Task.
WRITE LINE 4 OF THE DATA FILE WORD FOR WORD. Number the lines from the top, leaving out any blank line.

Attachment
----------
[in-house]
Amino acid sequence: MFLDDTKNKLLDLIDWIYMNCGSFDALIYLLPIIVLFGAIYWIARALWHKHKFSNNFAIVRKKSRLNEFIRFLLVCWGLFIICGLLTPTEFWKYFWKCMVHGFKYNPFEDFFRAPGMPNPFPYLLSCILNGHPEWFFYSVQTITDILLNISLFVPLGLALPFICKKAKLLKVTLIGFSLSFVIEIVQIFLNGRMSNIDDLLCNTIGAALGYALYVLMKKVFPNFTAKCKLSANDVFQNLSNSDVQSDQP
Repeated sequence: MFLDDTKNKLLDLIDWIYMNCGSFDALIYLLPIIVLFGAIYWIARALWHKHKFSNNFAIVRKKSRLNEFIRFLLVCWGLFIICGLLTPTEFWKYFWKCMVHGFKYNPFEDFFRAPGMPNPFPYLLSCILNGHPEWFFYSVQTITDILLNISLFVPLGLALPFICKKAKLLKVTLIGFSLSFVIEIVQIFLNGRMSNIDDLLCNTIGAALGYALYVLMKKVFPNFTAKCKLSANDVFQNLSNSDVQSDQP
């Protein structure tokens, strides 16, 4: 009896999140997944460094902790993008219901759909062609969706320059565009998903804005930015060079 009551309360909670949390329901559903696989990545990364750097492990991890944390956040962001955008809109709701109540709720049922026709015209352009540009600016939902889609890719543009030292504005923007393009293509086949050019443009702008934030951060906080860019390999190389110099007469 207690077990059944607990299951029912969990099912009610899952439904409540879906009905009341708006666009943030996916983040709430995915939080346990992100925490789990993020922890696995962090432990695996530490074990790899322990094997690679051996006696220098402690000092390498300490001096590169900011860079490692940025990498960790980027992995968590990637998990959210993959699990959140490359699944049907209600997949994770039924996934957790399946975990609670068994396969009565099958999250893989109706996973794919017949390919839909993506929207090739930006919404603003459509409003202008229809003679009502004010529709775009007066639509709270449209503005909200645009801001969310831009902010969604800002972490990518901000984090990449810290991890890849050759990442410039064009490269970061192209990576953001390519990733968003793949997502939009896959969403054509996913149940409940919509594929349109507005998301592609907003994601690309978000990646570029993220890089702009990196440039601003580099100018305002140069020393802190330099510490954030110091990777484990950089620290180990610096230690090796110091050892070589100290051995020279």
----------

């Protein structure tokens, strides 16, 4: 009896999140997944460094902790993008219901759909062609969706320059565009998903804005930015060079 009551309360909670949390329901559903696989990545990364750097492990991890944390956040962001955008809109709701109540709720049922026709015209352009540009600016939902889609890719543009030292504005923007393009293509086949050019443009702008934030951060906080860019390999190389110099007469 207690077990059944607990299951029912969990099912009610899952439904409540879906009905009341708006666009943030996916983040709430995915939080346990992100925490789990993020922890696995962090432990695996530490074990790899322990094997690679051996006696220098402690000092390498300490001096590169900011860079490692940025990498960790980027992995968590990637998990959210993959699990959140490359699944049907209600997949994770039924996934957790399946975990609670068994396969009565099958999250893989109706996973794919017949390919839909993506929207090739930006919404603003459509409003202008229809003679009502004010529709775009007066639509709270449209503005909200645009801001969310831009902010969604800002972490990518901000984090990449810290991890890849050759990442410039064009490269970061192209990576953001390519990733968003793949997502939009896959969403054509996913149940409940919509594929349109507005998301592609907003994601690309978000990646570029993220890089702009990196440039601003580099100018305002140069020393802190330099510490954030110091990777484990950089620290180990610096230690090796110091050892070589100290051995020279």